Periodontal Disease Bacteria Linked to Alzheimer’s

By Annamaria Cavaleri ‘22

Figure 1. Dental-related diseases may play a role in Alzheimer’s disease.

Periodontal disease is a common but preventable gum infection that produces bacteria. Recent studies performed by researchers at the University of Chicago (UIC) show that long-term exposure to periodontal disease bacteria causes inflammation and degeneration of neurons in the brains of mice. This is similar to the effects that Alzheimer’s disease has on humans, a disease that currently has no treatment or cure. This suggests a possible link between Periodontal disease bacteria and Alzheimer’s in humans (1).

Dr. Keiko Watanabe, periodontics professor at UIC, and her team established chronic periodontitis – characterized by soft tissue damage and oral cavity bone loss – in 10 mice. They used another 10 mice as the control group. The brain health of the mice was studied and compared after 22 weeks of repeated oral application of the bacteria to the group studied.

The team of researchers found that mice exposed to the bacteria had a significantly higher concentration of accumulated amyloid beta. This is a plaque found in the brain tissue of patients with Alzheimer’s disease. A bacterial protein from the periodontal bacteria was also found inside of their neurons, as well as periodontal bacteria DNA inside of their brain tissue.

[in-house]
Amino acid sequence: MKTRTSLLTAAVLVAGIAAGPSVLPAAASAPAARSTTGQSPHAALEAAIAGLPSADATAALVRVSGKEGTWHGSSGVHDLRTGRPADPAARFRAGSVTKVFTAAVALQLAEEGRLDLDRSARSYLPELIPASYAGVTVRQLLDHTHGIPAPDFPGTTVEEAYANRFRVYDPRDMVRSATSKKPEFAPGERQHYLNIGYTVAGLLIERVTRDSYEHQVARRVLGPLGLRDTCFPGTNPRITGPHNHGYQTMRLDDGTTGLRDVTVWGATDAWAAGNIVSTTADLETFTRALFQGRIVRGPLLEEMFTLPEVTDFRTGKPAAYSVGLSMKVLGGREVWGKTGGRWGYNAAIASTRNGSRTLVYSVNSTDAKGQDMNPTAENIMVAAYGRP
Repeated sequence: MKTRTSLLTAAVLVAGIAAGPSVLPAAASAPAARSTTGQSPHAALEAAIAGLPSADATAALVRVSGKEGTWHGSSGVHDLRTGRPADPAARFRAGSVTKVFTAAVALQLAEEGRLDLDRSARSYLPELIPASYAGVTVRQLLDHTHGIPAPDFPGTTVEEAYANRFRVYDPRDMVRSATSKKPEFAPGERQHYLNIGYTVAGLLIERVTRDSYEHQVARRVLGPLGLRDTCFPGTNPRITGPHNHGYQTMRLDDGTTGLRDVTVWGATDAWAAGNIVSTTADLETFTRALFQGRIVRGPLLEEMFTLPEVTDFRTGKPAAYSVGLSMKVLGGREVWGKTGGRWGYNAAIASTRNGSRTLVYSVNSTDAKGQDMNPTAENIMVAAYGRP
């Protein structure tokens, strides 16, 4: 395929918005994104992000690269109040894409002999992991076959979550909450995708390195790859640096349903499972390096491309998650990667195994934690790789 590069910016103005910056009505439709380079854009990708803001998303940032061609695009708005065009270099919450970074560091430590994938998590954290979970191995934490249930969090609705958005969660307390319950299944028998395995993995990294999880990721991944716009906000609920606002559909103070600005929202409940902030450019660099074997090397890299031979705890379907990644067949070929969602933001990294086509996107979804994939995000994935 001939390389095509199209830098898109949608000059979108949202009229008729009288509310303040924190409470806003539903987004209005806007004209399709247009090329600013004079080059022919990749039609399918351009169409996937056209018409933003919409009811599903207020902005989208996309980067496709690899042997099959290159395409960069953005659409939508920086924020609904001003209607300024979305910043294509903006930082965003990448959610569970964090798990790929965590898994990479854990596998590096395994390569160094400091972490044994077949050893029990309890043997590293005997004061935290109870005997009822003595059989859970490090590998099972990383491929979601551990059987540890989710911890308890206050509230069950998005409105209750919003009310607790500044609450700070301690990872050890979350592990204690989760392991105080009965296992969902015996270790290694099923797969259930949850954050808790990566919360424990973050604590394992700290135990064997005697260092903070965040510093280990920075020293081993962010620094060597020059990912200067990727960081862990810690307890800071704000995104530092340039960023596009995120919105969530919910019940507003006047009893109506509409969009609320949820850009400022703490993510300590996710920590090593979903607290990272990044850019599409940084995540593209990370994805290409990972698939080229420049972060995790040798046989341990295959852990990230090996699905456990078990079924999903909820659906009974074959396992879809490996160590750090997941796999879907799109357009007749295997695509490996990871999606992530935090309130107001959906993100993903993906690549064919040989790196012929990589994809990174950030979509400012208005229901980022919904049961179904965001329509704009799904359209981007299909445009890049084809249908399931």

These findings highlighted the rapid movement of bacteria from the mouth to the brain, and how chronic infection leads to neurological effects similar to those caused by Alzheimer’s. This study is significant because understanding causes and factors that put you at risk for disease is critical to developing the proper treatment for an illness that is yet to have a cure. It also emphasizes the importance of oral hygiene and taking care of one’s personal health.



  1. V. Ilievski, et. al., Chronic oral application of a periodontal pathogen results in brain inflammation, neurodegeneration and amyloid beta production in wild type mice. PLOS ONE 13 (10) (2018).
  2. Image retrieved from:

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